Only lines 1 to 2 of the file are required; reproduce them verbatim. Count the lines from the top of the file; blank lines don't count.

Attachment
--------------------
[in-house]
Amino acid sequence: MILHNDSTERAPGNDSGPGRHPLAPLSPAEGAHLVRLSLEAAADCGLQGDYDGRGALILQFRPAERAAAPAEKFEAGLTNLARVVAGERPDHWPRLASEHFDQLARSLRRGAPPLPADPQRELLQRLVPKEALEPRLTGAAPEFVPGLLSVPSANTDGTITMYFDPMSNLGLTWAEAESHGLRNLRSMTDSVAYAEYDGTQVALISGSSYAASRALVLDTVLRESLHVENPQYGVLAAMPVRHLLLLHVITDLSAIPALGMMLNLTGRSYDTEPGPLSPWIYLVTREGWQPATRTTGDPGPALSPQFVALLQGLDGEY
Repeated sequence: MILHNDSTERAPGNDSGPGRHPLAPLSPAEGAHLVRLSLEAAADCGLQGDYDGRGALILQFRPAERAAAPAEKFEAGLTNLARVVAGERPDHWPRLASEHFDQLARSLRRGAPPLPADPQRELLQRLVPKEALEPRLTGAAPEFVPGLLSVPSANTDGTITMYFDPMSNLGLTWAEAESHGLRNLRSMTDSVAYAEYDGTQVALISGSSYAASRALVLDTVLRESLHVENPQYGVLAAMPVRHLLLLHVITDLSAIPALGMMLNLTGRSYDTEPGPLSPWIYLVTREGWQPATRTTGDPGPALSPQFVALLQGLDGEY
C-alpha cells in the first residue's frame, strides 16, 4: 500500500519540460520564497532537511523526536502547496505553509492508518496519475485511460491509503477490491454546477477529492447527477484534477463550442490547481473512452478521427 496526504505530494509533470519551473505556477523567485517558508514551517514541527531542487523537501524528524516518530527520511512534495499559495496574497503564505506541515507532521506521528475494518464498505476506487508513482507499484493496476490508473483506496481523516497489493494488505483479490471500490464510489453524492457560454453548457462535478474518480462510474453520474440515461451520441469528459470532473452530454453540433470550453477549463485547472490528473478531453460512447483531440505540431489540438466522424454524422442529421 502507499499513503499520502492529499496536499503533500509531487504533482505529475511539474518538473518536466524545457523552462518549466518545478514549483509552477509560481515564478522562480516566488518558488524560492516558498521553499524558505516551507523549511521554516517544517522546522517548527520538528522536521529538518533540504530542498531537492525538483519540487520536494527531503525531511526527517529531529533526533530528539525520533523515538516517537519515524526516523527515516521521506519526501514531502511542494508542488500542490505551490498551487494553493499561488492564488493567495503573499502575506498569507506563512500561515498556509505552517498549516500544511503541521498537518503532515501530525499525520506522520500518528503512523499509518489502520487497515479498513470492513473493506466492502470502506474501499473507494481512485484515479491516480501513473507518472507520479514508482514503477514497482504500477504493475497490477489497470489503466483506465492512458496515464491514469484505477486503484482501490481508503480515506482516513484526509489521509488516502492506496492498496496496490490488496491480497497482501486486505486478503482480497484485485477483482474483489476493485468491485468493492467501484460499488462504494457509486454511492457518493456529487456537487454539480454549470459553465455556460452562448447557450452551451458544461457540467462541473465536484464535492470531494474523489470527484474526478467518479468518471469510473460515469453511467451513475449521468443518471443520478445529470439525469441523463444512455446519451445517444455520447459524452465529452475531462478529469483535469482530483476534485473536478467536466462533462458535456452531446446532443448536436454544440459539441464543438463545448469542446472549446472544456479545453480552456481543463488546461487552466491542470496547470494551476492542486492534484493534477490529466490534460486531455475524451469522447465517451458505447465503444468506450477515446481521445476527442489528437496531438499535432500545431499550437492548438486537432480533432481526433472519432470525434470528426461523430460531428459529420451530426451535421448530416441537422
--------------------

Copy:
[in-house]
Amino acid sequence: MILHNDSTERAPGNDSGPGRHPLAPLSPAEGAHLVRLSLEAAADCGLQGDYDGRGALILQFRPAERAAAPAEKFEAGLTNLARVVAGERPDHWPRLASEHFDQLARSLRRGAPPLPADPQRELLQRLVPKEALEPRLTGAAPEFVPGLLSVPSANTDGTITMYFDPMSNLGLTWAEAESHGLRNLRSMTDSVAYAEYDGTQVALISGSSYAASRALVLDTVLRESLHVENPQYGVLAAMPVRHLLLLHVITDLSAIPALGMMLNLTGRSYDTEPGPLSPWIYLVTREGWQPATRTTGDPGPALSPQFVALLQGLDGEY